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Posted on Thu, Feb. 14, 2008
By KAREN DILLON and DAVID KLEPPER
The Kansas City Star

Congressman Joins Kansas Fray Over Expansion of Coal-Fired Plant

A powerful congressman and his committee have jumped into the Kansas coal dispute, raising questions about the financial viability of a proposed power plant expansion in western Kansas.

U.S. Rep. Henry Waxman, a California Democrat, on Thursday launched an inquiry into whether a federal agency has provided loans to rural utilities to build coal-fired power plants without considering the financial impact that future greenhouse-gas regulations are likely to have on those plants. Waxman is chairman of the House Oversight and Government Reform Committee.

In a letter to the agency, Waxman specifically mentioned the two coal-fired generators that Sunflower Electric Power Corp. plans to build in western Kansas.

According to the letter, obtained by The Kansas City Star, Waxman raised concerns that taxpayers and ratepayers could be on the hook for billions of dollars if the Rural Utilities Service has failed to consider the cost of future emission controls.

"There is an increasingly widely held expectation that the federal government will adopt legislation or regulation to cap greenhouse gas emissions within the next few years," Waxman wrote in the letter dated Thursday. "A coal-fired power plant with uncontrolled carbon dioxide emissions would likely face substantially higher operating costs."

In a recent court filing, the Department of Justice described Sunflower as a "financially troubled borrower."

Sunflower's plans to build the $3.6 billion generators do not appear to include the cost of installing carbon dioxide emission controls on the new generators, which are expected to emit 11 million tons of carbon dioxide annually.

Sunflower owes the federal financing agency $200 million, Waxman wrote, yet the agency has given the utility permission to assume more debt.

"If RUS failed to take (CO{-2} regulations) into account, it has put both taxpayer funds and Kansas ratepayers in jeopardy," Waxman wrote. "If this plant is built, Kansas ratepayers may be stuck with billions of dollars in stranded assets and skyrocketing costs for power."

Rural Utilities Service officials did not respond to requests for an interview.

Steve Miller, a Sunflower spokesman, said the company planned to pay off the $200 million debt within 15 years, and added that the label "financially troubled borrower" was not accurate. The company has restructured its finances at least twice and is in a healthier financial situation, he said.

"We will follow the law no matter what it costs," Miller said.

Asked whether ratepayers would bear the cost of compliance, Miller noted that a greater shift to renewable energy, such as wind, would entail greater costs to customers, too.

"Gas and wind are going to raise rates, too," he said. "Coal is the cheapest thing we can deliver."

Miller said the company would not shy away from tough questions from a congressman.

Kansas House Speaker Melvin Neufeld, an Ingalls Republican and a supporter of the expansion, reviewed the letter briefly and handed it back to a reporter, saying, "I don't really care what Washington does."

Many scientists agree that the United States needs to cut its greenhouse-gas emissions by 80 percent by 2050, or about 2 percent a year, to avoid the worst consequences of climate change. To achieve those reductions, concerned officials are looking to coal-fired power plants, which are among the largest emitters of carbon dioxide.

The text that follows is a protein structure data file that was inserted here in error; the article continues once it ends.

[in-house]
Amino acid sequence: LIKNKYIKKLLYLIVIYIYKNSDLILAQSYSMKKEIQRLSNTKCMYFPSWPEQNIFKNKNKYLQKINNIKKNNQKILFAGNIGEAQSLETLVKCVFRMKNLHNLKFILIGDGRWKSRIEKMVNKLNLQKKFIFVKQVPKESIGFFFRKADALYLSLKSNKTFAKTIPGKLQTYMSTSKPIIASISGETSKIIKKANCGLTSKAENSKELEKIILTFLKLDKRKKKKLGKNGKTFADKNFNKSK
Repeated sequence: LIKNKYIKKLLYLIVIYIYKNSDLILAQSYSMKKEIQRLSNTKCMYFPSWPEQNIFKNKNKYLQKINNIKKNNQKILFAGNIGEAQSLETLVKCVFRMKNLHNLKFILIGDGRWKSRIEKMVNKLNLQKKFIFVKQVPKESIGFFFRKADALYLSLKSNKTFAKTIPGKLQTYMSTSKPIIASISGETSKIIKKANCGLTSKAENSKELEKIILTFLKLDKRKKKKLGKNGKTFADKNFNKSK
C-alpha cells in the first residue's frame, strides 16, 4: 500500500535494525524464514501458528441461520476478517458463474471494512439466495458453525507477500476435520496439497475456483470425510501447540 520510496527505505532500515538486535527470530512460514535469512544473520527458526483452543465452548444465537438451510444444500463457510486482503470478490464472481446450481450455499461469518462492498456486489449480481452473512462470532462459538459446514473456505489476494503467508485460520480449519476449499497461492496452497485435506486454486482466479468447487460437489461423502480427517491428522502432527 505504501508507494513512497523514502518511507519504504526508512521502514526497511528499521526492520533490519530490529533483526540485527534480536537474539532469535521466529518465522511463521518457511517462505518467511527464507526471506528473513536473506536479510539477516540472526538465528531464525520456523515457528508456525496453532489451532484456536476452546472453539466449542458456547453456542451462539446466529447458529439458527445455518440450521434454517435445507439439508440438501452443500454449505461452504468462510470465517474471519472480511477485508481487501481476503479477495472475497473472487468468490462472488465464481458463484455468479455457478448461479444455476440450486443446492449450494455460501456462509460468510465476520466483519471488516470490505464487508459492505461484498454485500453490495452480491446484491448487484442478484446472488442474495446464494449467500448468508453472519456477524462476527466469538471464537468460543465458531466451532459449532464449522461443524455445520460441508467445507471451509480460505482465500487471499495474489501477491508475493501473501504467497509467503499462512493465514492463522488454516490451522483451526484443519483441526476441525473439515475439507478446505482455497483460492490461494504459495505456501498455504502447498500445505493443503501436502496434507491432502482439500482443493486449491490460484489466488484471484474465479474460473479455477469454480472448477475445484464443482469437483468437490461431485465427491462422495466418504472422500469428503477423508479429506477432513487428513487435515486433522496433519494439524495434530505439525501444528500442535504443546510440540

Last week, three leading financial institutions on Wall Street announced they had adopted guidelines to address the financial risks associated with climate change regulatory policy.

The private bankers now are recognizing that carbon regulations are "highly likely to be imposed in the near future, and they are accounting for those costs in their private calculations," Waxman wrote. "I am concerned, however, that RUS may not be applying similar safeguards when it loans out taxpayer dollars."

Waxman's committee asked the agency for numerous financial documents, including some that pertain specifically to Sunflower. Among them are an analysis of the possible impact that potential government regulations could have on electricity rates for Sunflower's customers.

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Senate acts
Kansas Senate passes legislation clearing the way for expansion of the western Kansas coal plant.

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Kansas Senate backs expansion of coal plant TOPEKA | One chamber down, one more to go.

By a 33-7 vote, the Kansas Senate on Thursday passed legislation clearing the way for the expansion of a western Kansas coal plant. The legislation now goes to the House, where members are working on similar legislation.

A veto by Gov. Kathleen Sebelius is almost certain. It takes a two-thirds vote in each chamber to override.

How area senators voted:

Republicans voting yes: Barbara Allen and Dennis Wilson, both of Overland Park; Nick Jordan, Shawnee; Karin Brownlee and Julia Lynn, both of Olathe; John Vratil, Leawood; and Roger Pine, Lawrence.

Democrats voting yes: Mark Gilstrap and David Haley, both of Kansas City, Kan.

Republicans voting no: David Wysong, Mission Hills.

Democrats voting no: Chris Steineger, Kansas City, Kan.

To reach Karen Dillon, call 816-234-4430 or send e-mail to kdillon@kcstar.com. To reach David Klepper, call 785-354-1388 or send e-mail to dklepper@kcstar.com. | David Kle

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